Since 2005 scientists have known the mutations that cause myelofibrosis are all focused on the JAK–STAT signalling pathway. JAK2 is an enzyme found in all blood cells, and STAT is another enzyme typically linked in a signalling pathway to JAK2. The signals needed for blood cell production begin on this pathway in the precursor blood cells otherwise known as stem cells.
“We can compare the JAK–STAT pathway to a wire leading from a plug to an appliance. The genetic mutations activate that pathway to the ‘cell factory’ cause it to be constitutively active and to over respond to a stimulus, resulting in abnormal production of blood cells. There are three drugs for myelofibrosis that target the JAK–STAT pathway, but inhibiting the top part of the wiring into the cell factory affects blood cell production. The existing drugs lead to reductions in the numbers of red cells and platelets, which is already an issue for myelofibrosis patients who have faulty blood cell production.”Professor Harrison
Another important factor causing myelofibrosis is chronic inflammation. This is linked to patients’ symptoms and may also affect blood cell production—not as a direct result of the mutations but indirectly in a “bystander effect”.
The median age for a patient to be diagnosed with myelofibrosis is about 66 years old, but there are also teenagers and much older patients too. “This creates challenges for treatment and for the patients themselves, especially our young patients who think they’re not really represented when you talk about a disease for people in their 60s. And the implications for them may be a bit different,” says Professor Harrison.
The hallmarks of myelofibrosis identified by Heuck are still the key identifiers today: a large spleen, fibrosis in bone marrow and abnormal blood counts. A combination of these features needs to be present for a diagnosis to be made. Around 80 to 85% of patients will have an enlarged spleen at the time of diagnosis. “Sometimes they don’t know they’ve got an enlarged spleen because the spleen has to be double its normal size in order to be felt by a doctor putting their hands on the tummy,” Professor Harrison notes. The vast majority of patients will need a bone marrow biopsy—a fairly painful outpatient procedure—to see if there is fibrosis and abnormal cells in the bone marrow.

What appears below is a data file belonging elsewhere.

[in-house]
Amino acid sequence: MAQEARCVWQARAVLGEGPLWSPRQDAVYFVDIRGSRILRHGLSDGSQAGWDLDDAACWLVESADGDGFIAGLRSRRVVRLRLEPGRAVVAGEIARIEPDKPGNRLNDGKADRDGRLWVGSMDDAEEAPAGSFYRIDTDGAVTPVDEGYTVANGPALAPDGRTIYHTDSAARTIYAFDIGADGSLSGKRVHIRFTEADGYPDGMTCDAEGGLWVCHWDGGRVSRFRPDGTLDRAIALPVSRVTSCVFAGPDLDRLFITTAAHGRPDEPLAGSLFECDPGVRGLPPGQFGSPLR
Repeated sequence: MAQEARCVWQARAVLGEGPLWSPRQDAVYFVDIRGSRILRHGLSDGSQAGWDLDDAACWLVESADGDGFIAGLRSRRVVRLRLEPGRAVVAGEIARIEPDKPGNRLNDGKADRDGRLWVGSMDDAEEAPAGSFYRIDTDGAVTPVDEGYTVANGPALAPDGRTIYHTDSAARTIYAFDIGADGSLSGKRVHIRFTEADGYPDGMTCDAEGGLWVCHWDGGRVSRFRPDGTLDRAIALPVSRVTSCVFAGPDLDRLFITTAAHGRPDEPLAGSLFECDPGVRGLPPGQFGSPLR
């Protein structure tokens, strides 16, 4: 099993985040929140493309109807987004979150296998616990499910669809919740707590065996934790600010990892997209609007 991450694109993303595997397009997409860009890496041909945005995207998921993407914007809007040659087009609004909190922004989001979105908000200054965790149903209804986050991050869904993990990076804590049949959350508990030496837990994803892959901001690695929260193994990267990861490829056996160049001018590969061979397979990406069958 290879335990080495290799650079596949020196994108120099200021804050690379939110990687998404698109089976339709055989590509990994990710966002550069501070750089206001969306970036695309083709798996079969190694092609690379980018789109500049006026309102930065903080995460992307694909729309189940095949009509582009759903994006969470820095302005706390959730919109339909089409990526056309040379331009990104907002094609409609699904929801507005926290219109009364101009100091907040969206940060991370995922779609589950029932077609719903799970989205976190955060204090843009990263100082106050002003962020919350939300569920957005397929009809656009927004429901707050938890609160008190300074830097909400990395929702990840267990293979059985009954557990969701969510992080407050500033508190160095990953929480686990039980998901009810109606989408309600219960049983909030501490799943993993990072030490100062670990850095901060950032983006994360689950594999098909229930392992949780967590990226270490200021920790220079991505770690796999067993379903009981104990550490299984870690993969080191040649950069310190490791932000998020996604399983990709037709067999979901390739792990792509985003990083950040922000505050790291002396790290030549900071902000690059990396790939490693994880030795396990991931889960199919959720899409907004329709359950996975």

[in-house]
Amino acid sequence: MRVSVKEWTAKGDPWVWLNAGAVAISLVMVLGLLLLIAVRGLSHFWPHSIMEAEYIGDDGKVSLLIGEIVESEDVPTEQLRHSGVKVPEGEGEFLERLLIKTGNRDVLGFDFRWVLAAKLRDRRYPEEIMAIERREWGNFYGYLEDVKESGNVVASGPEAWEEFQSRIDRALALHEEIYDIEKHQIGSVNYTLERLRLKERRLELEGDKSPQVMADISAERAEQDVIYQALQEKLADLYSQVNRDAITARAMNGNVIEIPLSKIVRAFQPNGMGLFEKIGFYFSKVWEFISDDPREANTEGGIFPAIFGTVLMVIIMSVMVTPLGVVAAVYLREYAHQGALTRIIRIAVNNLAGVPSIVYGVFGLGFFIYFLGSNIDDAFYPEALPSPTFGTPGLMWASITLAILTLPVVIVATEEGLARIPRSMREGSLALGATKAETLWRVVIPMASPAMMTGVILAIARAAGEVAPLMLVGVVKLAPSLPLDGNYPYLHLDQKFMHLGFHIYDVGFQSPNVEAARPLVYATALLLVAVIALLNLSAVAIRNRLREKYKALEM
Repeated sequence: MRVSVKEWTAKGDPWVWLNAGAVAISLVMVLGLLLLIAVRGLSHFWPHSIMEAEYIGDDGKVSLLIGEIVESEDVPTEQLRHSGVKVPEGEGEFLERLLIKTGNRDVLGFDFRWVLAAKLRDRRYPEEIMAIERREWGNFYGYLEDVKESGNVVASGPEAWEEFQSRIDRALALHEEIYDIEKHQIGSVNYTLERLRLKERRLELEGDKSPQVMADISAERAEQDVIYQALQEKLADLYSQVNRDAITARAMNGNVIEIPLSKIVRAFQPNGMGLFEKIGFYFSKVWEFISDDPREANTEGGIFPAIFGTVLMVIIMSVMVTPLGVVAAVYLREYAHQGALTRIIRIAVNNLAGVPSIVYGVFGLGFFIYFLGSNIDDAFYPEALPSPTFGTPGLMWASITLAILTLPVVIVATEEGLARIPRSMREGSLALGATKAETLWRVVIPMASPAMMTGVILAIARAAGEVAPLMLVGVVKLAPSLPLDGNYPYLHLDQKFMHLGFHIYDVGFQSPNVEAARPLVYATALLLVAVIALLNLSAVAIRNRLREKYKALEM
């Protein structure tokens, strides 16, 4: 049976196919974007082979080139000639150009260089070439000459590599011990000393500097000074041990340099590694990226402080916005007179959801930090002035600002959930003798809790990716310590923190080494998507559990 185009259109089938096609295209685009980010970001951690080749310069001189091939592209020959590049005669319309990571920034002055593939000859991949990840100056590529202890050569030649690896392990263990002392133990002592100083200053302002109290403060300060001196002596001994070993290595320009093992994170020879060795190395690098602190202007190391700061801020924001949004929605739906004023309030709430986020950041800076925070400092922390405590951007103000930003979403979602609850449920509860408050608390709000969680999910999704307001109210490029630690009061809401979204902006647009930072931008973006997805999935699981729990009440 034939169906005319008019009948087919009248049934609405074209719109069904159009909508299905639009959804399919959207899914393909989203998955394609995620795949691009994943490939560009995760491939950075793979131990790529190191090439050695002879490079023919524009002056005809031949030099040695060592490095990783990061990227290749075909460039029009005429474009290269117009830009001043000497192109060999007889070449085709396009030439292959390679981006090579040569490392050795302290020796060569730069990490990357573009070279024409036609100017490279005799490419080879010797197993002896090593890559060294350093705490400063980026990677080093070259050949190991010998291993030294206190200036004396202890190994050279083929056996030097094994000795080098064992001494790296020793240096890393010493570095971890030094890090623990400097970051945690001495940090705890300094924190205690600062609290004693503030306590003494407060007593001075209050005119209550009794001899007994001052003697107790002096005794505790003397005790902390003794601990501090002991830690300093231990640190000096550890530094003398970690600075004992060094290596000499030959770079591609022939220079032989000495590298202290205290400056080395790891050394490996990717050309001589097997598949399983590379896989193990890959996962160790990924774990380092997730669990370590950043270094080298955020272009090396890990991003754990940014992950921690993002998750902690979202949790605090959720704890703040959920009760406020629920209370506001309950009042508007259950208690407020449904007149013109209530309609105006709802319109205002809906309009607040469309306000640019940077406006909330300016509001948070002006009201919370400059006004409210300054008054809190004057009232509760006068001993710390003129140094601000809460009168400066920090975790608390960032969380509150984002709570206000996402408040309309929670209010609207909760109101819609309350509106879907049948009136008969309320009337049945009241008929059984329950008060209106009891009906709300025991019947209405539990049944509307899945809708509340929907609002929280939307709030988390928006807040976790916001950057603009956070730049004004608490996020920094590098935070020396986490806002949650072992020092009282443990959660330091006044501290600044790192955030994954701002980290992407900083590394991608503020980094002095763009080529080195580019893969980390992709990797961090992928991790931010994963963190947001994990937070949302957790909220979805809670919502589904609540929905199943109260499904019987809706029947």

The spleen, in the first few weeks of life, is the source of circulating blood cells for the embryo and it retains the ability to make blood cells. In myelofibrosis, as the bone marrow gets more hostile for stem cells, blood cell production begins in the spleen, even though it’s not really designed really to do that in an adult.
The result is sequestration (pooling of blood) and blood cell production within the spleen, causing it to enlarge. “The spleen in myelofibrosis is a measure of the severity of the disease in a patient. If the spleen is very big, the disease is usually severe,” Professor Harrison explains. Having a massively enlarged spleen causes problems for patients: not only can it be painful, but it can also press on the stomach, making patients feel full and stopping them from finishing their meal, resulting in weight loss.
There are also problems with inflammation, resulting in symptoms such as fever, weight loss and fatigue; the latter is seen in 80% to 90% of patients. There are also symptoms caused by microvascular events (tiny blood clots), such as headaches and tingling in fingers and toes. Itching and sweating are also common.
Anaemia is another burden for people with myelofibrosis, and if a patient has this, that contributes to a poor prognosis.
Anaemia impacts patients’ energy levels—on top of the fatigue which is known to already be a common feature of the condition. It usually doesn’t respond to standard treatments, such as erythropoietin (hormone) injections, so the patients often have to have a transfusion, often two units of blood every three to four weeks. That means a day in hospital, with another half a day having a blood test, which is quite a burden on patients. Transfusions also cause iron overload, which causes heart and liver problems, and there is the risk of infection too. “The problem is that many of the drugs that we’ve used to treat myelofibrosis cause anaemia, so having a drug that potentially can treat the disease and either not worsen anaemia or, even better, improve it would be a big plus,” Professor Harrison notes.